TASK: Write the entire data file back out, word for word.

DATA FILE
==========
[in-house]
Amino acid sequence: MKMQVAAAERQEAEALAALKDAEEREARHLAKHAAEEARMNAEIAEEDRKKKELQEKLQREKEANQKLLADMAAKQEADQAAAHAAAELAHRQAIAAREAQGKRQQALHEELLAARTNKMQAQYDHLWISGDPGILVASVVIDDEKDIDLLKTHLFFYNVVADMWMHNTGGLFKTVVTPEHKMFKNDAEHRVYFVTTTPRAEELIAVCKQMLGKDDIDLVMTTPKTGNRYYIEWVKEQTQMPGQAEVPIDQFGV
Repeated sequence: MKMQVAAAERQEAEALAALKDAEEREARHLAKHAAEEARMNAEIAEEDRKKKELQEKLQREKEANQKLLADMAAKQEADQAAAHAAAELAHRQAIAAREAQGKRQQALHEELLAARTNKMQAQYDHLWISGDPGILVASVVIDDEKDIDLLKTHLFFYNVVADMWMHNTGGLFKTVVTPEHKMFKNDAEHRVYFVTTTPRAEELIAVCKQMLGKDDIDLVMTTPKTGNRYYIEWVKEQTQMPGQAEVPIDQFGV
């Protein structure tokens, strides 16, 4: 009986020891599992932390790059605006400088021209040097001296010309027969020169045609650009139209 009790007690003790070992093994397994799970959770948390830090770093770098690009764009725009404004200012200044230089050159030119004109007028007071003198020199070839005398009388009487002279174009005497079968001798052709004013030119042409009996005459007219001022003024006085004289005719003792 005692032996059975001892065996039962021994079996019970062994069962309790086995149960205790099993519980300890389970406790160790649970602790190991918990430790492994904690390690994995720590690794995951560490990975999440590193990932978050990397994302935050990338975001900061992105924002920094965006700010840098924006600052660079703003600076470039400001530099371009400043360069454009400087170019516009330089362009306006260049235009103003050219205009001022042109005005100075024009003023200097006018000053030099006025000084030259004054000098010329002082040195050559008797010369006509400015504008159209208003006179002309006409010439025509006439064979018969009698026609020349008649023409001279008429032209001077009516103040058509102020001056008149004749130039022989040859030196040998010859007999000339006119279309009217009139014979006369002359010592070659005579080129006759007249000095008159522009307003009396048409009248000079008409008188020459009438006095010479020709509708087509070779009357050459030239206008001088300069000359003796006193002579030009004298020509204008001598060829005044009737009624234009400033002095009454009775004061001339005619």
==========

[in-house]
Amino acid sequence: MKMQVAAAERQEAEALAALKDAEEREARHLAKHAAEEARMNAEIAEEDRKKKELQEKLQREKEANQKLLADMAAKQEADQAAAHAAAELAHRQAIAAREAQGKRQQALHEELLAARTNKMQAQYDHLWISGDPGILVASVVIDDEKDIDLLKTHLFFYNVVADMWMHNTGGLFKTVVTPEHKMFKNDAEHRVYFVTTTPRAEELIAVCKQMLGKDDIDLVMTTPKTGNRYYIEWVKEQTQMPGQAEVPIDQFGV
Repeated sequence: MKMQVAAAERQEAEALAALKDAEEREARHLAKHAAEEARMNAEIAEEDRKKKELQEKLQREKEANQKLLADMAAKQEADQAAAHAAAELAHRQAIAAREAQGKRQQALHEELLAARTNKMQAQYDHLWISGDPGILVASVVIDDEKDIDLLKTHLFFYNVVADMWMHNTGGLFKTVVTPEHKMFKNDAEHRVYFVTTTPRAEELIAVCKQMLGKDDIDLVMTTPKTGNRYYIEWVKEQTQMPGQAEVPIDQFGV
């Protein structure tokens, strides 16, 4: 009986020891599992932390790059605006400088021209040097001296010309027969020169045609650009139209 009790007690003790070992093994397994799970959770948390830090770093770098690009764009725009404004200012200044230089050159030119004109007028007071003198020199070839005398009388009487002279174009005497079968001798052709004013030119042409009996005459007219001022003024006085004289005719003792 005692032996059975001892065996039962021994079996019970062994069962309790086995149960205790099993519980300890389970406790160790649970602790190991918990430790492994904690390690994995720590690794995951560490990975999440590193990932978050990397994302935050990338975001900061992105924002920094965006700010840098924006600052660079703003600076470039400001530099371009400043360069454009400087170019516009330089362009306006260049235009103003050219205009001022042109005005100075024009003023200097006018000053030099006025000084030259004054000098010329002082040195050559008797010369006509400015504008159209208003006179002309006409010439025509006439064979018969009698026609020349008649023409001279008429032209001077009516103040058509102020001056008149004749130039022989040859030196040998010859007999000339006119279309009217009139014979006369002359010592070659005579080129006759007249000095008159522009307003009396048409009248000079008409008188020459009438006095010479020709509708087509070779009357050459030239206008001088300069000359003796006193002579030009004298020509204008001598060829005044009737009624234009400033002095009454009775004061001339005619």